Home Am I at Risk? Smoking & Your Heart

Smoking & Your Heart

How common is smoking in women?

A smoker is anyone who has smoked 100 cigarettes in his or her lifetime and who still smokes one or more cigarettes a day. More than 20 million American women smoke. In the 1970s, smoking levels began to decline in US adults, but the decline among women slowed down in the 1990s. Nearly 80% of smokers begin before age 18. Currently, about 25% of girls in grades 9 to 12 smoke.


Levels of Smoking Among Women
Source: American Heart Association Heart Disease & Stroke Statistics
People in the US who smoke 44.3 million
Women in the US who smoke 20.2 million
Women Who Smoke By Race
White 20%
Black or African American 17%
Hispanic or Latina* 11%
Asian* 5%
American Indian/Alaska Native* 29%
Figures for adults 18 years and older, 2004; *1999-2001

 

How does smoking affect my heart?
Smoking damages your heart in several ways:

  1. The chemicals in cigarettes damage the walls of the arteries around your heart. This causes the buildup of fatty plaque that can harden and narrow the arteries. Smoking can also trigger these fatty plaques to burst and block the artery, causing a heart attack.
  2. Smoking makes the blood more likely to thicken and clot, increasing your risk of a heart attack.
  3. Smoking may trigger coronary spasms where the blood vessels of the heart are pinched or narrowed, causing chest pain or a heart attack.
  4. The nicotine in cigarettes stimulates the release of chemicals that can raise your blood pressure.
  5. Smokers tend to have high levels of LDL (bad) cholesterol and triglycerides—two types of blood fat that increase your risk of heart disease. Smoking also lowers HDL (good) cholesterol.

Does smoking increase my risk of heart attack or dying from heart disease?

A study that followed nearly 120,000 women nurses aged 30 to 55 for 12 years found that those who smoked were 4 times more likely to suffer a heart attack or die from heart disease than nonsmokers. The risks were even higher for women who started smoking before the age of 15—they were 9 times more likely to suffer heart problems. Smoking appears to be particularly harmful for young women. A combined analysis of 14 studies of heart disease patients showed that more than 70% of the women 45 years or younger were smokers.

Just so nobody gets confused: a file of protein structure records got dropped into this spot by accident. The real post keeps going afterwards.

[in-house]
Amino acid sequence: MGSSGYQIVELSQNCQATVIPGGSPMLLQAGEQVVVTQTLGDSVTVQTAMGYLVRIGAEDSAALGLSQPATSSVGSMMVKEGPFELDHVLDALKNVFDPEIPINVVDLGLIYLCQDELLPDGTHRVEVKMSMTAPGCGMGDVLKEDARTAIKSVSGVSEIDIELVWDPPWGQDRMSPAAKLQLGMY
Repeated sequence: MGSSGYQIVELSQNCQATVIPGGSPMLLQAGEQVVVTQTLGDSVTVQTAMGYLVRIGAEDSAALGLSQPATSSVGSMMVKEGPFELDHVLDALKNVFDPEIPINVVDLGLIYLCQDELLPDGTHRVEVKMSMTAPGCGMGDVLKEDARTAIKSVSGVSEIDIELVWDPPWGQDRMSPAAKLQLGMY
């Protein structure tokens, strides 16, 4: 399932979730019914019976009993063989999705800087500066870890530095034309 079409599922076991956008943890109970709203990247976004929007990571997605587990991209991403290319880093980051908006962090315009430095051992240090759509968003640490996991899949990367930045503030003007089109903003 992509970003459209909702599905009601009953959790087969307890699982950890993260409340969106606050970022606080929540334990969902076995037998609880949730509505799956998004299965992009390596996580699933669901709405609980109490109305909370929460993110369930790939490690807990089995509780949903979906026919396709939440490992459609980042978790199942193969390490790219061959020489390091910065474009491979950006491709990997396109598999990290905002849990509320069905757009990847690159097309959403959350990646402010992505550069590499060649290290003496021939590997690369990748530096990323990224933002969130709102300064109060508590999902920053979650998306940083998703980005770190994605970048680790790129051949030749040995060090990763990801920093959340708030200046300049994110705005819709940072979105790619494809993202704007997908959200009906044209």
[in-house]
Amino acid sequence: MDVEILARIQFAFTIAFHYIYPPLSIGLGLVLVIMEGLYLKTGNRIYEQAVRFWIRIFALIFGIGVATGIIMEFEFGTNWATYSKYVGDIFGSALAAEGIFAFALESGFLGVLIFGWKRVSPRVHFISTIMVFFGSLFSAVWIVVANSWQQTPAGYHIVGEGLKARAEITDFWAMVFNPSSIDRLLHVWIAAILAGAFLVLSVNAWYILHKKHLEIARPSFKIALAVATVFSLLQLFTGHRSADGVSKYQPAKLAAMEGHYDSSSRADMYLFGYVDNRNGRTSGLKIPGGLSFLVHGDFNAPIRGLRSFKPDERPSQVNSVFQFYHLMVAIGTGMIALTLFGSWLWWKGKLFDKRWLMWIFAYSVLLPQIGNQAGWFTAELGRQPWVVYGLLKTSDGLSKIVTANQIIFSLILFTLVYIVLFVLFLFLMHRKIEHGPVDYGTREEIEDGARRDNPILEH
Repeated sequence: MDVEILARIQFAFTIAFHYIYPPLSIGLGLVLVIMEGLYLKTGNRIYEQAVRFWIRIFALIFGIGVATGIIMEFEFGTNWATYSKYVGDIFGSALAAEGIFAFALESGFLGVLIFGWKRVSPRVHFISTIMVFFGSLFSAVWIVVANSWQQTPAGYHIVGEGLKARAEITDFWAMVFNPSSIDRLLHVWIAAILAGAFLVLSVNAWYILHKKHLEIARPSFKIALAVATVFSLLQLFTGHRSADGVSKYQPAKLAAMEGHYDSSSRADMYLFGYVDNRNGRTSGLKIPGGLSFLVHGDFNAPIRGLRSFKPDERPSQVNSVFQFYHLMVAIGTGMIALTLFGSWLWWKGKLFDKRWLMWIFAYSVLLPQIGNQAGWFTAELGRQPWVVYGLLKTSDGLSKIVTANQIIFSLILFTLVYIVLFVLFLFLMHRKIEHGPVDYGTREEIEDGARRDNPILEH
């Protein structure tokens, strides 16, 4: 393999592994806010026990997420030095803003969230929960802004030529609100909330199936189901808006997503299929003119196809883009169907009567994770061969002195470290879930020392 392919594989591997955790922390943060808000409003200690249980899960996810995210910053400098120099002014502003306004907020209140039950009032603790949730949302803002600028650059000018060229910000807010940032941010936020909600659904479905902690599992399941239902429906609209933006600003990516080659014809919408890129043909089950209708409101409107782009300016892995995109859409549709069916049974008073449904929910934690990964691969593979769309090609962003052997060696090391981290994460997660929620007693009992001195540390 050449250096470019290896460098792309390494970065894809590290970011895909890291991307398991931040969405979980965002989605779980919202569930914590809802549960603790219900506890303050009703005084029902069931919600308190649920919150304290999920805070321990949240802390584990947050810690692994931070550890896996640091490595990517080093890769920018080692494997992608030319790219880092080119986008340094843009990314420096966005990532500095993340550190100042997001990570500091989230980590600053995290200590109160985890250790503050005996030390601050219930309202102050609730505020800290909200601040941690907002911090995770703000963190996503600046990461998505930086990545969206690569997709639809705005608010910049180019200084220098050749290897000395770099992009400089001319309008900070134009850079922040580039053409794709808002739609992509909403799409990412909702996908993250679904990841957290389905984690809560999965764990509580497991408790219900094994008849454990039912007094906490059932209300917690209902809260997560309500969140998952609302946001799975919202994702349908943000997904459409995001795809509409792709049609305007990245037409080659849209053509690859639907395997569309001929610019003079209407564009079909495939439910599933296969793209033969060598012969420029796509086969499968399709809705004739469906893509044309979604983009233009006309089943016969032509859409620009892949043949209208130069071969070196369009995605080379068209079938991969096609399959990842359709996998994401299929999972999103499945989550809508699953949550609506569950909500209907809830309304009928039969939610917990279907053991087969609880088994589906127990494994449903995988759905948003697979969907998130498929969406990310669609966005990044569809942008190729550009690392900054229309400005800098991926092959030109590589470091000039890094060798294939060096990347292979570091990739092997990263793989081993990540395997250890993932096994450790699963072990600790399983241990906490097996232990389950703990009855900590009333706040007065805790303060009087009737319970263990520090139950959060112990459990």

Is smoking more harmful to women than men?

Smoking appears to increase a woman’s risk of heart disease more so than a man’s. In one study, smoking increased the risk of having a heart attack 57% more in women than in men. In general, women—especially younger women—have a lower risk of heart disease than men. Smoking seems to cancel out this natural protection.

Is light smoking harmful?

You don’t have to be a heavy smoker to be at risk; even light smoking is harmful. In the Nurses’ Health Study mentioned earlier, smoking just 1 to 4 cigarettes a day doubled the risk of having a heart attack or dying from heart disease.

Will quitting smoking help my heart?

Yes. Within 2 years of quitting, your risk of heart disease is cut by one third. After 10 to 14 cigarette-free years, your risk of heart disease is the same as a woman who never smoked. If you have already had a heart attack or been diagnosed with heart disease, it is even more important to stop smoking. Within 5 years of stopping , your risk of dying is cut by 36% compared with heart patients who continue to smoke.

Will cutting back help my heart?

Cutting back on the number of cigarettes you smoke does not seem to lower your risk of heart disease. This is because smoking even a few cigarettes a day is harmful to the heart. Some of the damage that smoking causes occurs the minute you light up—the blood thickens and the arteries stiffen. The Surgeon General’s Report on the Health Consequences of Smoking notes that cigarettes with lower yields of tar and nicotine have not been shown to lower your risk of heart disease and should not be considered lower-risk alternatives to regular cigarettes.

How else is smoking bad for your health?

Smoking also increases your risk of some cancers, particularly lung cancer. It is the major cause of respiratory problems, including emphysema. If you smoke, you are more likely to suffer a stroke or experience clots in the blood vessels of the legs (peripheral arterial disease), making it painful to walk. Women who smoke have a higher risk of osteoporosis (bone loss) and they may go through the menopause at a younger age than nonsmokers. Smoking is also linked to difficulty getting pregnant and problems during pregnancy such as having a premature baby.

Next: Quitting Smoking


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